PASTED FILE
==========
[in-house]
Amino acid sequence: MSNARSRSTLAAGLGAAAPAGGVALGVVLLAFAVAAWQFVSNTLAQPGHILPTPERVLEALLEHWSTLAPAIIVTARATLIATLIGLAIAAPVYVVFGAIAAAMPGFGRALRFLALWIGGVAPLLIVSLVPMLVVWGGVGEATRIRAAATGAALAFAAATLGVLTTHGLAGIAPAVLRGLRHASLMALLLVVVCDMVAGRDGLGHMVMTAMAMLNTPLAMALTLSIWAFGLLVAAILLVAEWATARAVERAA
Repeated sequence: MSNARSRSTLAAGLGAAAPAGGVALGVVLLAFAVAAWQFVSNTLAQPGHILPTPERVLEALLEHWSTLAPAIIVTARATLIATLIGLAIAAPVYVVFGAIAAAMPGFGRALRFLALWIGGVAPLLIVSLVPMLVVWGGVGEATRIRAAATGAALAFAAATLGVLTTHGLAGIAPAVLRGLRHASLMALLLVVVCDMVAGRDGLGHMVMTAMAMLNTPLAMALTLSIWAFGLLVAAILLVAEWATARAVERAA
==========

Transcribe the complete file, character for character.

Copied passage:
[in-house]
Amino acid sequence: MSNARSRSTLAAGLGAAAPAGGVALGVVLLAFAVAAWQFVSNTLAQPGHILPTPERVLEALLEHWSTLAPAIIVTARATLIATLIGLAIAAPVYVVFGAIAAAMPGFGRALRFLALWIGGVAPLLIVSLVPMLVVWGGVGEATRIRAAATGAALAFAAATLGVLTTHGLAGIAPAVLRGLRHASLMALLLVVVCDMVAGRDGLGHMVMTAMAMLNTPLAMALTLSIWAFGLLVAAILLVAEWATARAVERAA
Repeated sequence: MSNARSRSTLAAGLGAAAPAGGVALGVVLLAFAVAAWQFVSNTLAQPGHILPTPERVLEALLEHWSTLAPAIIVTARATLIATLIGLAIAAPVYVVFGAIAAAMPGFGRALRFLALWIGGVAPLLIVSLVPMLVVWGGVGEATRIRAAATGAALAFAAATLGVLTTHGLAGIAPAVLRGLRHASLMALLLVVVCDMVAGRDGLGHMVMTAMAMLNTPLAMALTLSIWAFGLLVAAILLVAEWATARAVERAA